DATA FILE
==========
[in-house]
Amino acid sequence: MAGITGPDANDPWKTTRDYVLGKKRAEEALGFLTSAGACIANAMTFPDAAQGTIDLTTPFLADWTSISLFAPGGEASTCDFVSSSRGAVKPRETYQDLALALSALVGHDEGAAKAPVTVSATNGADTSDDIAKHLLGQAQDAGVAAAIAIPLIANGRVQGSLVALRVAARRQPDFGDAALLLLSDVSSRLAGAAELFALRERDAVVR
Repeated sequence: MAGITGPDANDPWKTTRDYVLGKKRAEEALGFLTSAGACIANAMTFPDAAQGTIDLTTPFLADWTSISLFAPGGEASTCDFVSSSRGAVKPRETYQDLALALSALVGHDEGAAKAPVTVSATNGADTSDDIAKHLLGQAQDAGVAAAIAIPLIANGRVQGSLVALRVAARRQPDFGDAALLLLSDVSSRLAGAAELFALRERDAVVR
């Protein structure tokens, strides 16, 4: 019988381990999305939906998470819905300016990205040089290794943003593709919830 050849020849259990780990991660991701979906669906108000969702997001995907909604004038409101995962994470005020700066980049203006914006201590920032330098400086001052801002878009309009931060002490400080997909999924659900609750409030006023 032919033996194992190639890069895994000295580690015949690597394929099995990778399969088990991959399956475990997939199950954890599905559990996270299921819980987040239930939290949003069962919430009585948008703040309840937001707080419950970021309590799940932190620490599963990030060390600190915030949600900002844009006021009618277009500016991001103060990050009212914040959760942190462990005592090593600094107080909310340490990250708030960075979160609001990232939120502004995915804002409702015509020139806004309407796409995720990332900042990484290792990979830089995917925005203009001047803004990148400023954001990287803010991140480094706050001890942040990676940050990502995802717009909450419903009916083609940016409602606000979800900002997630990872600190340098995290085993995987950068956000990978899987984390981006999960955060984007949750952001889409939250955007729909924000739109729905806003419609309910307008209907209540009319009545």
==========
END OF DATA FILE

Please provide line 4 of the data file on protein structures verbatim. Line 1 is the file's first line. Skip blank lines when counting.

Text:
């Protein structure tokens, strides 16, 4: 019988381990999305939906998470819905300016990205040089290794943003593709919830 050849020849259990780990991660991701979906669906108000969702997001995907909604004038409101995962994470005020700066980049203006914006201590920032330098400086001052801002878009309009931060002490400080997909999924659900609750409030006023 032919033996194992190639890069895994000295580690015949690597394929099995990778399969088990991959399956475990997939199950954890599905559990996270299921819980987040239930939290949003069962919430009585948008703040309840937001707080419950970021309590799940932190620490599963990030060390600190915030949600900002844009006021009618277009500016991001103060990050009212914040959760942190462990005592090593600094107080909310340490990250708030960075979160609001990232939120502004995915804002409702015509020139806004309407796409995720990332900042990484290792990979830089995917925005203009001047803004990148400023954001990287803010991140480094706050001890942040990676940050990502995802717009909450419903009916083609940016409602606000979800900002997630990872600190340098995290085993995987950068956000990978899987984390981006999960955060984007949750952001889409939250955007729909924000739109729905806003419609309910307008209907209540009319009545």